According to Robert Tummel, a portfolio manager at Tortoise Capital Advisors, currently the impact of coronavirus on global oil demand is uncertain. Estimates for 2020 for global oil demand reduction range from 600,000 to 1.3 mln barrels per a day. “Global oil supply could increase by 500,000 to 1 mln barrels per a day, based on how much Saudi Arabia increases production. And that will result in an oversupply on global oil market between 1.1 and 2.3 mln barrels per a day,” predicts Tummel. According to his estimates, the market is going to oversupplied by 1% to 2%. “We think that the US oil producers are most likely to accelerate the capital discipline, and they’d already began doing one to two years ago. The US production is likely decline if low oil prices persist,” says Robert Tummel.

This publication is the product of an initial effort undertaken by Free Russia Foundation in 2018 to stimulate public discussion of Russian scenarios, mitigate the likelihood of a bad surprise or missed opportunities, and support the country’s transition to a more positive future. Continue reading Russia scenarios 2030

Dmitry Medvedev’s new Administration has already been dubbed “the stagnation cabinet” and for a good reason. Despite some rotations, the new government is dominated by well-known bureaucrats who have hopped between various positions within the Putin system for years but have never established themselves as agents of change. There simply are no reformers or rabble-rousers in this cabinet, and consequently, no reasons to expect substantial changes in economic policy. The overwhelming majority of officials from the previous administration have kept their posts, just like Medvedev himself, who has long become the national symbol of stagnation and imitation of competent economic management.

At the same time, certain shifts within the government do offer clues on exactly what kind of adjustments of the economic management style we should expect in the coming years. Let’s discuss this in detail.

The most glaring change is the dramatic beefing-up of the fiscal component of the cabinet. The opposition of the fiscal hawks to all development proposals had figured prominently in all of the previous administrations. As a rule, all breakthrough proposals require either lower taxes or increased spending for purposes of development. The fiscal hawks are categorically against such proposals, as a balanced budget is their foremost priority. This is exactly what type of standoff shook the Kasyanov government in early 2000, when Kasyanov and Gref sought to lower the taxation burden, but Finance Minister Kudrin was opposed.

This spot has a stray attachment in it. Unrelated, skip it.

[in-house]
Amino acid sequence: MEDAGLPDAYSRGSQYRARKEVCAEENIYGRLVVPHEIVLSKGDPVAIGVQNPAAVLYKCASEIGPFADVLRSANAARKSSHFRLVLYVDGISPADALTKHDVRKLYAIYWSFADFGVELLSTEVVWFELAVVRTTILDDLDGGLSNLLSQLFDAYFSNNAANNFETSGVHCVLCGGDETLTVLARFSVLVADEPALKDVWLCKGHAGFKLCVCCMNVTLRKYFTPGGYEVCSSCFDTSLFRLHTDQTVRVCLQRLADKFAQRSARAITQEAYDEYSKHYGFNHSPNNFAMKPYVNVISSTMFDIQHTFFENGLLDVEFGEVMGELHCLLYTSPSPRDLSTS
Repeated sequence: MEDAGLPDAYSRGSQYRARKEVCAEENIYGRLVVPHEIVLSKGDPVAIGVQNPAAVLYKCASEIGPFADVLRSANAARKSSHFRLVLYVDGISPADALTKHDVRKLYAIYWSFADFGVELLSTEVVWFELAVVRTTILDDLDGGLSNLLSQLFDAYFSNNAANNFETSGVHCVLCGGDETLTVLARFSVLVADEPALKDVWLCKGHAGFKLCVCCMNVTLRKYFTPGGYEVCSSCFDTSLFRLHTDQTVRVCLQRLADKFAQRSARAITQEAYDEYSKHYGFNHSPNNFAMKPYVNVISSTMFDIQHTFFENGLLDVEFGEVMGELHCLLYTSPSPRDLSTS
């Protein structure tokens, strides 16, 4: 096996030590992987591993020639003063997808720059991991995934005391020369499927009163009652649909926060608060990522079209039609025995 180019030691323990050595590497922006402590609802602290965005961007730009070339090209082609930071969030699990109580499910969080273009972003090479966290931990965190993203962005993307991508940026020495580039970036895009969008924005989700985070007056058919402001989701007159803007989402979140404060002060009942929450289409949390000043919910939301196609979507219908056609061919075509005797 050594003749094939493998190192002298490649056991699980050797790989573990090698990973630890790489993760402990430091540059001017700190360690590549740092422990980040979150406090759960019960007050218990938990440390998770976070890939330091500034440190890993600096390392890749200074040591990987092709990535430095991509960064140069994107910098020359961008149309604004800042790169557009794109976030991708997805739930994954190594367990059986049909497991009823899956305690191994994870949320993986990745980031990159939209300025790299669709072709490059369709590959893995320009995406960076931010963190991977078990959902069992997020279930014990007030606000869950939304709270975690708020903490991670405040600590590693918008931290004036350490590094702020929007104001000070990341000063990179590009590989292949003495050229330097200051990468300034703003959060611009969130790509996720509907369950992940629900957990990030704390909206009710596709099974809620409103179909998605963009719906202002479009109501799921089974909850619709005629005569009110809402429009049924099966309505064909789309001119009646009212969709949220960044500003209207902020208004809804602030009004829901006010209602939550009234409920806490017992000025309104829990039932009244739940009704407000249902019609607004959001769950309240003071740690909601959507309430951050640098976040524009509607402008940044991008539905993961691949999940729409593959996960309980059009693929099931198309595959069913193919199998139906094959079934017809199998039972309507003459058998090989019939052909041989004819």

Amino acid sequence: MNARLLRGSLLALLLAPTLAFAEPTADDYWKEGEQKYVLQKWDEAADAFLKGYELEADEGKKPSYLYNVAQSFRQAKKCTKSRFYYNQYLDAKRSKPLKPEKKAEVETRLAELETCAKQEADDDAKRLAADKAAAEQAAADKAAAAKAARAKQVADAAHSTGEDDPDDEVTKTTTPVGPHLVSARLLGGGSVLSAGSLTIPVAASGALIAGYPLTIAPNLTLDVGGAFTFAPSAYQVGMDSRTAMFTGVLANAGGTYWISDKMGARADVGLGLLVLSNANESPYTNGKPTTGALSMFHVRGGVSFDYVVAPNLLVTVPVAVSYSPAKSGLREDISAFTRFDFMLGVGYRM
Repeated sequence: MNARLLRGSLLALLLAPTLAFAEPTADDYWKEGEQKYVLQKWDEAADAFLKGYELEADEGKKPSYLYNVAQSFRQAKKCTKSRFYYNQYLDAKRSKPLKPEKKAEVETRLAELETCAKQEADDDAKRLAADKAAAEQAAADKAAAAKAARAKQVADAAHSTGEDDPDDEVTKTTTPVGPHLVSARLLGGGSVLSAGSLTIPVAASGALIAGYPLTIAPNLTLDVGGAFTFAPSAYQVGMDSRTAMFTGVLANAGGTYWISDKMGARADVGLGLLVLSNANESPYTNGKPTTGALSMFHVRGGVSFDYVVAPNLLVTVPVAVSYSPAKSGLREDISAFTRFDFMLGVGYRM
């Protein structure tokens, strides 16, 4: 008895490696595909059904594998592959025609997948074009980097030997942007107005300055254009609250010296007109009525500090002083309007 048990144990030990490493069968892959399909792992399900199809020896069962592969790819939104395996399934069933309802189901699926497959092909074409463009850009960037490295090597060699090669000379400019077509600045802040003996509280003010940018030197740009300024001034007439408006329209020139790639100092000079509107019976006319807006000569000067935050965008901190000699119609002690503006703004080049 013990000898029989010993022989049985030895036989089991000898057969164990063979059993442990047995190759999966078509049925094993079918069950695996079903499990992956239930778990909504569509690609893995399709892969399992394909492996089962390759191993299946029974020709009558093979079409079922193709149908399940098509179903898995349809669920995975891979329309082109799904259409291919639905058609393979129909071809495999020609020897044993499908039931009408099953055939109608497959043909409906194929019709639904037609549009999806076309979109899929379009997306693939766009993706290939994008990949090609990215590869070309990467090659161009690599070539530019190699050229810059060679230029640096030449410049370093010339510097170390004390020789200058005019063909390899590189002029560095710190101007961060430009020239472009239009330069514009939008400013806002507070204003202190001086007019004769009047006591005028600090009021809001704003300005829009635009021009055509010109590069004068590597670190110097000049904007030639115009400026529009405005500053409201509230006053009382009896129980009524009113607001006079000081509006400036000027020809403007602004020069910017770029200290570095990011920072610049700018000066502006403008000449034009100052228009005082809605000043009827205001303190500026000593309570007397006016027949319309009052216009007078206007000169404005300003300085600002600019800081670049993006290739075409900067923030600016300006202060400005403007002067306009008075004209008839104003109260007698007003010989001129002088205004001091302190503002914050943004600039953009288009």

The most striking feature of Medvedev’s “old new” cabinet is the unprecedented power of the fiscal hawks; they are probably the most powerful they have been in the past twenty-five years. First of all, the government now has a de facto shadow Prime Minister — Anton Siluanov — who has not only been given the powers of a First Vice Minister and now is in the supervisory position over everyone else in the government but has also kept his full control over the powerful Ministry of Finance, the very agency that regulates the state financial flows.

Siluanov will inevitably grow stronger due to the weakness of Medvedev himself, who is by far less proficient financially, and to the new arrangement where Siluanov will oversee the political process of budget negotiations with the Duma lobbyists — he would always have the pretext of telling other agencies: “apologies, you will have to take a hit on this issue due to the current political situation.” A balanced budget and growing reserves to fight off inevitable future crises are the traditional priorities of Siluanov. That means we should anticipate an increasingly restrained discussion of spending increases and, conversely, very lively discussions of tax hikes.  Such fixation on balanced budgets and reserve growth is not great news for Russia’s weak economy.